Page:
by Maria Spiliopoulou
ATHENS, Jan. 8 (Xinhua)-- Greece was gripped on Sunday by a snow front which was the second hitting the country in two weeks, with temperatures plummeting to minus 19 degrees Celsius in some mountainous regions in the north.
No casualties have been reported from the cold snap which sweeps throughout Greece since Friday.
Traffic has been disrupted in national roads in the south for several hours for safety reasons. Motorists were advised to avoid driving if not necessary or use snow chains in many roads while schools will remain closed in the areas most affected by the snow.
Meteorologists forecast that the icy conditions will ease on Monday before a new cold front emerges later this week.
According to the Civil Protection Authority, among the areas hit the hardest were the Greek islands of Skopelos and Alonissos in the western Aegean where a state of emergency was declared.
With up to two meters of snow, villages have been cut off, and there was no electricity or water, as water pipes were frozen and burst, and pumps were unable to function.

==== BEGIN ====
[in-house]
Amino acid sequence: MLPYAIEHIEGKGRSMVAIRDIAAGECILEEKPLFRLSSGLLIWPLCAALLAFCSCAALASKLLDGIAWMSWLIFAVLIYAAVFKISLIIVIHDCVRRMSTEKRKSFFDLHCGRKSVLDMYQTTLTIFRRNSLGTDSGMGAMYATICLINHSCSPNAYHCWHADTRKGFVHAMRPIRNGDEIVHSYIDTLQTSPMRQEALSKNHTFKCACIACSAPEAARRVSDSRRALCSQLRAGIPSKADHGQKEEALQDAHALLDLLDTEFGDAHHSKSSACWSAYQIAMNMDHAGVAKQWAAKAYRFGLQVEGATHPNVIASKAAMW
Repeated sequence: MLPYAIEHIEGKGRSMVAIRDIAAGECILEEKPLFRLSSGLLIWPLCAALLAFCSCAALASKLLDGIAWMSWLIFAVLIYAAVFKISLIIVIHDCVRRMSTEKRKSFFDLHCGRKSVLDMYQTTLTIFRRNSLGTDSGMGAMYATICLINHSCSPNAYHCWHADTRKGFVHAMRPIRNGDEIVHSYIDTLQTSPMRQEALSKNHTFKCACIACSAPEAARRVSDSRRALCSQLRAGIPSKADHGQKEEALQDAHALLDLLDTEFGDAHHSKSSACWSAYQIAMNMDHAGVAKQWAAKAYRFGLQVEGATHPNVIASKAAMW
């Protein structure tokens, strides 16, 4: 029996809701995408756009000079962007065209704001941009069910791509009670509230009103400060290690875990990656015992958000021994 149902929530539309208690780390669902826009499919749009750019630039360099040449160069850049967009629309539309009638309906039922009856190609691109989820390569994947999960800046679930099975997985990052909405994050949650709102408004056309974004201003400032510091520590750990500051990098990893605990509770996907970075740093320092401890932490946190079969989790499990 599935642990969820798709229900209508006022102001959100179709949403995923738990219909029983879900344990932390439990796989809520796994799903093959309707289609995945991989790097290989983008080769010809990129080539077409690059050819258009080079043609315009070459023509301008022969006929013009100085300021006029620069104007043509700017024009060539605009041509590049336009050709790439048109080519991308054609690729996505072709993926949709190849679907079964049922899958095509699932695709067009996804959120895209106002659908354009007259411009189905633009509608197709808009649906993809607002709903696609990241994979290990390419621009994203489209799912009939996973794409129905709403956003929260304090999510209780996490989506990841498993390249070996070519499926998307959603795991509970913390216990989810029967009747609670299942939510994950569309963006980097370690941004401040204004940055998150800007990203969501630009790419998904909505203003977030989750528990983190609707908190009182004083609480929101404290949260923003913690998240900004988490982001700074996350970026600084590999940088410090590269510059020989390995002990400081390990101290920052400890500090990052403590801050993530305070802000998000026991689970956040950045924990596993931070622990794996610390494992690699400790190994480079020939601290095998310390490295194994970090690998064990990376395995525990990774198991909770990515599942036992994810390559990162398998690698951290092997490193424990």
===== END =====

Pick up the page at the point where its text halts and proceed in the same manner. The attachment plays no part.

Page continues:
Similar problems were reported in suburbs of Thessaloniki port city, as well as the city of Ptolemaida in northern Greece.
The authorities nationwide have opened more shelters to the homeless and reassured to help refugee or migrants.
On Friday, the UN refugee agency UNHCR spokesman Adrian Edwards made a plea from Geneva, calling on the Greek government and EU officials to do more to move refugees from the Greek islands to the mainland and speed up the EU relocation program launched in late 2015.
About 15,000 refugees and migrants are currently stranded on the Northern Aegean Sea islands out of the 62,500 people stuck in Greece after the closure of the Balkan route to central Europe last February, according to the latest official figures released by the Greek government on Sunday.
Despite efforts to improve their living conditions, the situation in particular amidst harsh weather conditions was difficult, the UNHCR stressed.
Under an EU-Turkey agreement sealed last spring to curb the migration influx into Europe, new arrivals on the Greek islands after March are held in hotspots until their asylum bids are examined.
Those non-eligible for asylum are returned to Turkey, but delays in the assessment of asylum requests have caused overcrowding.